Why it’s a good idea to opt in to early access Power Platform and D365 updates

Managing changes coming from Microsoft and staying on top of the latest updates and deprecated can be quite daunting for many. If you let up on it for a couple of months, as many of us are wont to do, myself included, you can quickly find yourself overwhelmed by what’s new out there simply because of the dramatic pace of change.

One quick win would be to opt-in to early access to new features as early access becomes available, so you can start testing, learning, and leveraging them right away. This advice will always apply, but here’s the guide to early access features at the time of this writing.

For each of the various major releases, you can opt in for early access about 2 months prior. So for the features set to release in Apr 2020, you’ve been able to get early access since February. Wave 2 will release in October, so you’ll be able to opt in in August.

Opt-in timeline for 2020

Here are some reasons to opt-in:

  • You will have more time to test and learn new features
  • You will be able to identify potential problems (such as with deprecated features) faster
  • You’ll get a jump start on development
  • You will be ahead of the curve in terms of knowledge and readiness

I have definitely spoken to a few people who express concerns when it comes to opting in to early upgrades, because it might cause instability with production environments. Putting that aside, it’s a no-brainier to start testing out and leveraging early access features if you’ve got multiple environment that you can use to do so. The early access updates are available for all types of environments, including trial, sandbox, and production. So don’t hesitate to do so for your non-production environments.

Here’s how:

  1. Sign in to the Power Platform admin center.
  2. Select the environment to update.
  3. Under Updates, you’ll see that the new release wave is available. Select Manage.Manage opt-in update
  4. Select Update now, and then proceed through the confirmation dialog boxes to enable the new features and capabilities of the release wave.Opt-in update now
  5. After the update is complete, all early access features will be enabled for your model-driven apps in your environment.

Remember, you can’t opt-out of the eventual upgrade – that’s actually the beauty of SaaS; it forces a different dynamic than the “giant upgrade, sit around and wait, fall desperately behind, repeat” one. It’s for that reason that i’d recommend some best practices in terms of your approach to upgrades:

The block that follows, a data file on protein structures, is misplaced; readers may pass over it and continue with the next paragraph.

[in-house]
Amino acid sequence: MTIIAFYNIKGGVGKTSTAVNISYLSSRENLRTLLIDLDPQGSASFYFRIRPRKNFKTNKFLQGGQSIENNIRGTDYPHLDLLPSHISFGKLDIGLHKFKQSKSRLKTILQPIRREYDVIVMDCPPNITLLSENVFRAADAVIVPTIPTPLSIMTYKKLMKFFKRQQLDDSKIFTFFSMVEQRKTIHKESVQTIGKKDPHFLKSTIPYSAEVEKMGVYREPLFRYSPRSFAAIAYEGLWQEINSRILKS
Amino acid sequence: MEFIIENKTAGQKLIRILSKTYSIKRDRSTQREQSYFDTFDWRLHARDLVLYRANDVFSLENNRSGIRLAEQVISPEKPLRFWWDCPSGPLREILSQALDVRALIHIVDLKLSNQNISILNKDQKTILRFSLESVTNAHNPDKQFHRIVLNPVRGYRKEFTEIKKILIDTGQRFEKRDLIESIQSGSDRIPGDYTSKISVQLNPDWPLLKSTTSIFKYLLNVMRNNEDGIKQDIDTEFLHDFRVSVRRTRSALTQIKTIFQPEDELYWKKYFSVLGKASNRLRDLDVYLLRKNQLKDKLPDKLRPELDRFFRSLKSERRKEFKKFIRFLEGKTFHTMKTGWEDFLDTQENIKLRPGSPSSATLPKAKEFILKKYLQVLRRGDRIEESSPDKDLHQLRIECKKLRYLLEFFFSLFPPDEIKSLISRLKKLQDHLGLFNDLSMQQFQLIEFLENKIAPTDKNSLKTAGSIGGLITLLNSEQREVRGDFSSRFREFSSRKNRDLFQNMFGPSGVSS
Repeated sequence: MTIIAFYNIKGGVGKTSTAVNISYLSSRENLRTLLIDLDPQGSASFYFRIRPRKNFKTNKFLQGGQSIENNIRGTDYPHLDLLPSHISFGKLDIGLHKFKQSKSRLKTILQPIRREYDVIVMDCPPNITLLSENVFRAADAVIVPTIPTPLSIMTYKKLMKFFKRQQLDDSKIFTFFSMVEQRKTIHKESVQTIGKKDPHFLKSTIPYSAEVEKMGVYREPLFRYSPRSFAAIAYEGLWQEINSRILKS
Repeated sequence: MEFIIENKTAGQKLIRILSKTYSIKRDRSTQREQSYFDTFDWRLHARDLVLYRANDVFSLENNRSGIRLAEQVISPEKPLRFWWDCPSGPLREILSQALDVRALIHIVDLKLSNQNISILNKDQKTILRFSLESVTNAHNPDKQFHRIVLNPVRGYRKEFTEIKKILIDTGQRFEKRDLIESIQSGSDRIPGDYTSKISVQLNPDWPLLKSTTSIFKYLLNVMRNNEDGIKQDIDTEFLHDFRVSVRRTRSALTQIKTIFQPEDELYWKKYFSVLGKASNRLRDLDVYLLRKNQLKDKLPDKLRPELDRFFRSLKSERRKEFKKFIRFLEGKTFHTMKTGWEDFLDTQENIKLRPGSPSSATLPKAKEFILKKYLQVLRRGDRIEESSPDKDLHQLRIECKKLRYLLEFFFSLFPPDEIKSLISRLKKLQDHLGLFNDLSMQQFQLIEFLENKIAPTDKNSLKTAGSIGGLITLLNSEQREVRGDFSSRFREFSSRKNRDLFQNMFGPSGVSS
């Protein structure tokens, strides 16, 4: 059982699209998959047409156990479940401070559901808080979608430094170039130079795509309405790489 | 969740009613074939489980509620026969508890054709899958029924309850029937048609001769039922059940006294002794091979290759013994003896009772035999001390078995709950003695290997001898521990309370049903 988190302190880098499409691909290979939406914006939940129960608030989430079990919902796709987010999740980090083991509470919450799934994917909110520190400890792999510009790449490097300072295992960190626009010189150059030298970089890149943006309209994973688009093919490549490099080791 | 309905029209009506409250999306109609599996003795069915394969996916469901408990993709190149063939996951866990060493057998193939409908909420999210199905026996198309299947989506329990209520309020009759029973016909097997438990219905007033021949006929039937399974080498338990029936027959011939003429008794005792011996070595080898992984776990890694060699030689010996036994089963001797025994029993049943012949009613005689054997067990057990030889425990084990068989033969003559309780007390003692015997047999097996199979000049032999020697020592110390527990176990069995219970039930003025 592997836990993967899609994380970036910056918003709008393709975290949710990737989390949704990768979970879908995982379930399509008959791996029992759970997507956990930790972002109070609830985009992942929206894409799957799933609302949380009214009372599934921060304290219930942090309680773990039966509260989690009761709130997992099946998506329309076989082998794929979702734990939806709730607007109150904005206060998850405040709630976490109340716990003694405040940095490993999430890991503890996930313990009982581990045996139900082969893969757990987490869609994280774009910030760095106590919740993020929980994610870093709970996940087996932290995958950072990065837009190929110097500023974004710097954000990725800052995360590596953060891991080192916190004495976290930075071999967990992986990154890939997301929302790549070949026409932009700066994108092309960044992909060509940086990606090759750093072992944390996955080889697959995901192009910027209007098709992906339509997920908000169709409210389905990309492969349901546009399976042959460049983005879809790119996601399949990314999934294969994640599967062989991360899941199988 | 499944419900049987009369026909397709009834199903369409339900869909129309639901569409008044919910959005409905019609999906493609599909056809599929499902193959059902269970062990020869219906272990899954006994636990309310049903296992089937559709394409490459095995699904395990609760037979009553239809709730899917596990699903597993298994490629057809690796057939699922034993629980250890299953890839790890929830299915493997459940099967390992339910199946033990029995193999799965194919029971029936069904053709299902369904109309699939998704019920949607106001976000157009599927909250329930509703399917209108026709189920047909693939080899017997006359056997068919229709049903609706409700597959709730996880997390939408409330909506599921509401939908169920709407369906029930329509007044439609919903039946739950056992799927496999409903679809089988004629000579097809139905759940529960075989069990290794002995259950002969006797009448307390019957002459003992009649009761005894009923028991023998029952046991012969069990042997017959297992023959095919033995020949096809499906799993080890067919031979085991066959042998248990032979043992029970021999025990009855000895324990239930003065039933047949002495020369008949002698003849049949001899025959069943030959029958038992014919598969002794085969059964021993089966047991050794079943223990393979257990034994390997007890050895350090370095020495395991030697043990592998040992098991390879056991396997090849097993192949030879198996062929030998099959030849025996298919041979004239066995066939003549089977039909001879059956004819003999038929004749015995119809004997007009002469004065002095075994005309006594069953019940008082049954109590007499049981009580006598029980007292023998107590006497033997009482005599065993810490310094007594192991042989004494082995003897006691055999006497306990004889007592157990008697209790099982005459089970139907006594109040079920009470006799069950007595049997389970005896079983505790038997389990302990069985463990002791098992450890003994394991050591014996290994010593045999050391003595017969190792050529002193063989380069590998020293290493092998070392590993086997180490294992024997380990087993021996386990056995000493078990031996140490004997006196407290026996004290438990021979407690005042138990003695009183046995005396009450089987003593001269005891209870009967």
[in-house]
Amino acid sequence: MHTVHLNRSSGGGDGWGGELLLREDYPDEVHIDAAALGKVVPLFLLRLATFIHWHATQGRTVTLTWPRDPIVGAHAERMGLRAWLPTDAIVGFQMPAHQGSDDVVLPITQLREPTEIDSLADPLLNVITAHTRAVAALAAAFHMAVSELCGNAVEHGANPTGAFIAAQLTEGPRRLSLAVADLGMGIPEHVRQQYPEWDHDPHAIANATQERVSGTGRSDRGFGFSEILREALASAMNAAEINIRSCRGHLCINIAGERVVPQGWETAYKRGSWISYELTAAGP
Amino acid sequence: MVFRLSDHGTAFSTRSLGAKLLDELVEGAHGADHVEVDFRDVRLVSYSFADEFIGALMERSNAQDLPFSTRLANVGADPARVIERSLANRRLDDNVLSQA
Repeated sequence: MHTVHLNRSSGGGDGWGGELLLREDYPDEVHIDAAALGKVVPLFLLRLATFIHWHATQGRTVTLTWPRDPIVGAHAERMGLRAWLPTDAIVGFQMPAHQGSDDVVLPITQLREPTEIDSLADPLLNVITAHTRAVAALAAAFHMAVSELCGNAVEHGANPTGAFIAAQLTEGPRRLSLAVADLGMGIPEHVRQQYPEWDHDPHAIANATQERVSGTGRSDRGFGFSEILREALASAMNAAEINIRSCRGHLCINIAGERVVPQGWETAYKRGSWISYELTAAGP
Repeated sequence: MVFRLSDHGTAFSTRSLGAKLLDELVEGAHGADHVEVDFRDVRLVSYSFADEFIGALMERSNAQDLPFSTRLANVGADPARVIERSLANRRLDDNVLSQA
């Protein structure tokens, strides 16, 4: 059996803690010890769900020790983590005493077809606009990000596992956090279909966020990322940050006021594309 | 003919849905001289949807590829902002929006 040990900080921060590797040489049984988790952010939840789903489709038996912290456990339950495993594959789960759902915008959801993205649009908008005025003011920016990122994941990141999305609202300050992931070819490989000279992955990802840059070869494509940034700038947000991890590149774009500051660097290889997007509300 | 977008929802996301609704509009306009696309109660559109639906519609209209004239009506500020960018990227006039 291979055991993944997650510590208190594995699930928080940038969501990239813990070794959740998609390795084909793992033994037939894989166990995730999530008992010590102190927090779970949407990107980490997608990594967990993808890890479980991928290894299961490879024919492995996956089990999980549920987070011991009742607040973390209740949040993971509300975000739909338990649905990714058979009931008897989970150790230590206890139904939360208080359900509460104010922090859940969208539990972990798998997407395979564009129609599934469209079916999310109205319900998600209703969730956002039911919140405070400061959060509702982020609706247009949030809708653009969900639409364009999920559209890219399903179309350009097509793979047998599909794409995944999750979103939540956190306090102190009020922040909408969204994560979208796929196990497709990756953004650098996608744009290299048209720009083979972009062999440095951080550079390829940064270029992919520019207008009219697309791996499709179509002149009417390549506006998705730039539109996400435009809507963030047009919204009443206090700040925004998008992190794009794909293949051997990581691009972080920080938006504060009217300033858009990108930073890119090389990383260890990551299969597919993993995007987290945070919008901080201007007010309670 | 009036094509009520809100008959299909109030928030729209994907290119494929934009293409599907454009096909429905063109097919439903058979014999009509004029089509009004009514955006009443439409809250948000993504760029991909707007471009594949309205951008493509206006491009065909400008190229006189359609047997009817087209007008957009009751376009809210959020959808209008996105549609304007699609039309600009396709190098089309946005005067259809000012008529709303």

• Download the release plans when they become available: Reading these will give you a good idea of what the next release includes. Essential for members of the community! At the time of this writing, the current release plan is in two waves: wave 1 and wave 2.
  • Stay up to date with the Roadmap: This will give you a sense of what’s coming: https://dynamics.microsoft.com/en-gb/roadmap/overview/
  • Ensure you have sufficient environments: Production, UAT, Test and Development at a minimum. This is separate from “play” environments that you use for learning. This keeps development far away from your live environment so that early opt-in, not to mention your dev work, won’t break production.
  • Opt in to the early access updates from the Power Platform admin center, and test and evaluate new features against your requirements regularly: Begin with your sandbox environment. An update might introduce new functionality that you can leverage in new engagements as a consultant, solve a pain point on an existing system, or even remove the need for a third-party tool and introduce a cost-cutting shift. So many times I’ve consulted with clients who left feeling like “they should have known better” after paying big bugs for a custom solution when they could have used recently-introduced D365 features OOTB to fullfill all the requirements!
  • Leverage both early opt-in and preview features: The most time-consuming task is testing the updates, so the earlier that you start test features you know are coming the longer you have to test. You want to catch issues as early as possible. This would apply to leveraging preview features as well, although preview features can always change, it still gives you a lot of extra time to test features and prepare.

Hopefully, this makes you more comfortable and excited about staying on top of the latest and greatest. Opting-in to early upgrades is one great piece of that puzzle!

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